Having that computing power located at cell towers and sites—an edge computing topology—can significantly improve access time to the cloud. So users get the benefit of faster data transfer to the cell towers and sites as well as faster connections to and processing for the cloud back end.

“Once we’ve got this flexibility to do things, and not be constrained by location or by mobility, and we have intelligence and connectivity available anywhere, there’s all sorts of constraints we work with today that won’t exist,” Restarick says—eventually.

5G for private networks

One of the possible use cases that has emerged with 5G is the private 5G network. Currently, organisations can use private 4G networks, almost always deployed by a cellular carrier on their behalf, or Wi-Fi networks. Gartner analyst Leif-Olof Wallin sees private 4G networks as a better option than 5G for now, due to cost.

To get the needed speed, Wi-Fi access points need to be wired, which can be difficult and even dangerous in many areas such as factories or utility plants, whereas 4G or 5G networks require far fewer cell sites and thus wiring to cover the same space. In those cases, “it is super expensive to pull cable; having a few LTE antennas is safer and faster, Wallin says. But overall, “5G is not going to replace Wi-Fi, especially Wi-Fi 6, because Wi-Fi is more resilient, has more uptime, and doesn’t require getting a carrier involved in your business-critical processes.”

Another, very expensive option that Accenture’s Restarick says theoretically exists is a “truly spectrum managed independent network”, which dedicates part of a public carrier’s network for private use, often pooling several public networks. He said that the concept of sharing the radio access network is something that has not taken place in Australia. “You’d never see Telstra, Optus, or Vodafone ever want to share the spectrum or the radio access network between themselves.” Still, they may have to in the future because “5G is becoming expensive. … [and may reach a point where] they’re much more open to potentially partitioning some of that [5G infrastructure] and doing a bit more sharing. If there was a particular customer that says, ‘I want to absolutely have my own network’, they would have to pay appropriately, but it’s technically feasible.”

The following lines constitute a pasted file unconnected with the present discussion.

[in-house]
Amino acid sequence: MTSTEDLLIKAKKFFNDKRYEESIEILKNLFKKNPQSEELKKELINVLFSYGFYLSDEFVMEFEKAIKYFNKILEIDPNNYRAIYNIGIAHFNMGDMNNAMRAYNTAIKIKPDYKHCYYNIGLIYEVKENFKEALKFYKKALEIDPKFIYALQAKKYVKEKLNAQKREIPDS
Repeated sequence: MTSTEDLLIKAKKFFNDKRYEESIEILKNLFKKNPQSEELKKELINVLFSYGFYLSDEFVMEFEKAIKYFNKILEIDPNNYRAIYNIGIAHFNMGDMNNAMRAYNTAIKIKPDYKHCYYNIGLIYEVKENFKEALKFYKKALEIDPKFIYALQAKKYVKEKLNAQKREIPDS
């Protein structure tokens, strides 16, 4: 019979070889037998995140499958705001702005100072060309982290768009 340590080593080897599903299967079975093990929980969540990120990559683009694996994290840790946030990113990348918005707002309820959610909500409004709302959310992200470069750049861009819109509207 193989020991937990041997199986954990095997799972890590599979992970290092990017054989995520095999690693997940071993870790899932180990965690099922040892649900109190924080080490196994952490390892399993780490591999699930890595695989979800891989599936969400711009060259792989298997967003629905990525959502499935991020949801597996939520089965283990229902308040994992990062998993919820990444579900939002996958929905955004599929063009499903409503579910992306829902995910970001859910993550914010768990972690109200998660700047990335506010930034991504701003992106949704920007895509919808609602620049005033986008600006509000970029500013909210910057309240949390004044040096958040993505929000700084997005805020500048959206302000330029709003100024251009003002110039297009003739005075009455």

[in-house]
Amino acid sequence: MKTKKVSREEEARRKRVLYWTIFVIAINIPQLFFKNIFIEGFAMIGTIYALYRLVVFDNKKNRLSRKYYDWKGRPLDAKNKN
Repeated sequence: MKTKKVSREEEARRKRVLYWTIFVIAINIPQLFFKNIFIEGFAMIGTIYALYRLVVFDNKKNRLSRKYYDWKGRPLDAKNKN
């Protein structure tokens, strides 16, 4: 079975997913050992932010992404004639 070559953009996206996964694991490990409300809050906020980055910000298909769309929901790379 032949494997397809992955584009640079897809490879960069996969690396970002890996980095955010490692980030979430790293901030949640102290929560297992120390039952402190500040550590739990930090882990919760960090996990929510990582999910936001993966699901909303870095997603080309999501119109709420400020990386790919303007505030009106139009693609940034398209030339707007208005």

5G’s payoff is uncertain, and its costs are high

Independent telecommunications industry analyst Paul Budde is more sceptical about 5G’s potential payoff. He tells Computerworld Australia that the cases for IoT or automated vehicles are just promises. “There are no business models for it, there is no revenue certainty, so there will be very little investment in that part of the technology. Developments here will be on a case-by-case situation; for example, on campuses, mining sites, etc.”

Gartner’s Wallin says, in a bit of an exaggeration, “I’m still having a hard time getting my arms around about normally intelligent people getting interested 5G, which has no real business value” outside special cases such as where Wi-Fi can’t be easily or safely deployed.

Budde says that there may be opportunities for smart cities, such as 5G for IoT in the city centres, but these could take years to develop, and one of the main issues is the requirement for more mobile stations (such as cell towers and sites), so there is little interest to invest in these cases.